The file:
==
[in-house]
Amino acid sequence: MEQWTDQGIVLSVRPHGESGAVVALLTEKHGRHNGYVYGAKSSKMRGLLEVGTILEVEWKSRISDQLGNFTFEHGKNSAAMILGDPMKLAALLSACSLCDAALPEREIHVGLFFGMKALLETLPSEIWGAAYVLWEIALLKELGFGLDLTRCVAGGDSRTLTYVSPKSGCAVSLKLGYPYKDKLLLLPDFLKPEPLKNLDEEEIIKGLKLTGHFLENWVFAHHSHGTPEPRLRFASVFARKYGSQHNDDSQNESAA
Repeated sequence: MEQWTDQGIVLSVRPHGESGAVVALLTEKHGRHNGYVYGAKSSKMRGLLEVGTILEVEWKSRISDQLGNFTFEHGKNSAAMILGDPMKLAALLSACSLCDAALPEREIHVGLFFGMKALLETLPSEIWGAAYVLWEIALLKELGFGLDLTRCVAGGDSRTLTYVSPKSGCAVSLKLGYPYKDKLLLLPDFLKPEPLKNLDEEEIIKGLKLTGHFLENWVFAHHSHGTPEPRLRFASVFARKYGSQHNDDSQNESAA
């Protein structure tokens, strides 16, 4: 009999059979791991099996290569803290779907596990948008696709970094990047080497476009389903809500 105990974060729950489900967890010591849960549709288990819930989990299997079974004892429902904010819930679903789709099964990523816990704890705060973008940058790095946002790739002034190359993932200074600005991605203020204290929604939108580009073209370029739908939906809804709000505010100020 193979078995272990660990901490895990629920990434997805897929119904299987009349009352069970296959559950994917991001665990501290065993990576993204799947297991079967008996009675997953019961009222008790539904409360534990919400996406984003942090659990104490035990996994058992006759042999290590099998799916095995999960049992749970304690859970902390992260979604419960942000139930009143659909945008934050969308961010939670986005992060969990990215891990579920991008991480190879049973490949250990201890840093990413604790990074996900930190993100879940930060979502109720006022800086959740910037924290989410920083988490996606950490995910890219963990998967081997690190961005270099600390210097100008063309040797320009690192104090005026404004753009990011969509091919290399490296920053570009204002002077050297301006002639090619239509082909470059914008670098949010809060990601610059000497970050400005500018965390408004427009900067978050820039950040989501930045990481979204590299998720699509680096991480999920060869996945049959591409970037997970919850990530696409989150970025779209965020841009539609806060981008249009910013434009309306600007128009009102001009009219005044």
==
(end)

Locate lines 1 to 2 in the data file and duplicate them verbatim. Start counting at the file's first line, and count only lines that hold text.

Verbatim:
[in-house]
Amino acid sequence: MEQWTDQGIVLSVRPHGESGAVVALLTEKHGRHNGYVYGAKSSKMRGLLEVGTILEVEWKSRISDQLGNFTFEHGKNSAAMILGDPMKLAALLSACSLCDAALPEREIHVGLFFGMKALLETLPSEIWGAAYVLWEIALLKELGFGLDLTRCVAGGDSRTLTYVSPKSGCAVSLKLGYPYKDKLLLLPDFLKPEPLKNLDEEEIIKGLKLTGHFLENWVFAHHSHGTPEPRLRFASVFARKYGSQHNDDSQNESAA